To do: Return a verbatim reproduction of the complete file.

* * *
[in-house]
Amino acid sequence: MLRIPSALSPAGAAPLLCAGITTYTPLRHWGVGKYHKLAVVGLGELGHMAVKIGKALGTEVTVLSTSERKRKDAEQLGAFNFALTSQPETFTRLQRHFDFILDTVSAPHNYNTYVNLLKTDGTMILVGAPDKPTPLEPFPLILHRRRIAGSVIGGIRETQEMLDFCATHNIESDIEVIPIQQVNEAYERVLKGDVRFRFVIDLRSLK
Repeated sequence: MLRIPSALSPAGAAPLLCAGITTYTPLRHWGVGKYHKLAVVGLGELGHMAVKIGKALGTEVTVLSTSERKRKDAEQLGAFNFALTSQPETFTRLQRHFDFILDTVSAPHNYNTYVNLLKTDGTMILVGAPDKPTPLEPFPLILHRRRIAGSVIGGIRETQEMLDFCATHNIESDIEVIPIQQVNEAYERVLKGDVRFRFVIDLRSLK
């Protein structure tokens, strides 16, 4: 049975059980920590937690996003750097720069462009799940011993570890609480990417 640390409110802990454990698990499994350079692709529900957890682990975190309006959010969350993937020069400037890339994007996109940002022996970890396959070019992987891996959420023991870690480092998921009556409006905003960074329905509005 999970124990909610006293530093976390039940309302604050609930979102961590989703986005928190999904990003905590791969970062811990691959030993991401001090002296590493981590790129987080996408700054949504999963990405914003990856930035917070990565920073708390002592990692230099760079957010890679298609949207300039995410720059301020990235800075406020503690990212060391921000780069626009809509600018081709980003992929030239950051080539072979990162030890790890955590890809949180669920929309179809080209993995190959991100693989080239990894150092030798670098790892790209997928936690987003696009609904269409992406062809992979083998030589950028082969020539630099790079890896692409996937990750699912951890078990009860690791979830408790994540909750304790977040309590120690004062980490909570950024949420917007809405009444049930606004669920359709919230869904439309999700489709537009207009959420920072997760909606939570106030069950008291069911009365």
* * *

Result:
[in-house]
Amino acid sequence: MLRIPSALSPAGAAPLLCAGITTYTPLRHWGVGKYHKLAVVGLGELGHMAVKIGKALGTEVTVLSTSERKRKDAEQLGAFNFALTSQPETFTRLQRHFDFILDTVSAPHNYNTYVNLLKTDGTMILVGAPDKPTPLEPFPLILHRRRIAGSVIGGIRETQEMLDFCATHNIESDIEVIPIQQVNEAYERVLKGDVRFRFVIDLRSLK
Repeated sequence: MLRIPSALSPAGAAPLLCAGITTYTPLRHWGVGKYHKLAVVGLGELGHMAVKIGKALGTEVTVLSTSERKRKDAEQLGAFNFALTSQPETFTRLQRHFDFILDTVSAPHNYNTYVNLLKTDGTMILVGAPDKPTPLEPFPLILHRRRIAGSVIGGIRETQEMLDFCATHNIESDIEVIPIQQVNEAYERVLKGDVRFRFVIDLRSLK
């Protein structure tokens, strides 16, 4: 049975059980920590937690996003750097720069462009799940011993570890609480990417 640390409110802990454990698990499994350079692709529900957890682990975190309006959010969350993937020069400037890339994007996109940002022996970890396959070019992987891996959420023991870690480092998921009556409006905003960074329905509005 999970124990909610006293530093976390039940309302604050609930979102961590989703986005928190999904990003905590791969970062811990691959030993991401001090002296590493981590790129987080996408700054949504999963990405914003990856930035917070990565920073708390002592990692230099760079957010890679298609949207300039995410720059301020990235800075406020503690990212060391921000780069626009809509600018081709980003992929030239950051080539072979990162030890790890955590890809949180669920929309179809080209993995190959991100693989080239990894150092030798670098790892790209997928936690987003696009609904269409992406062809992979083998030589950028082969020539630099790079890896692409996937990750699912951890078990009860690791979830408790994540909750304790977040309590120690004062980490909570950024949420917007809405009444049930606004669920359709919230869904439309999700489709537009207009959420920072997760909606939570106030069950008291069911009365």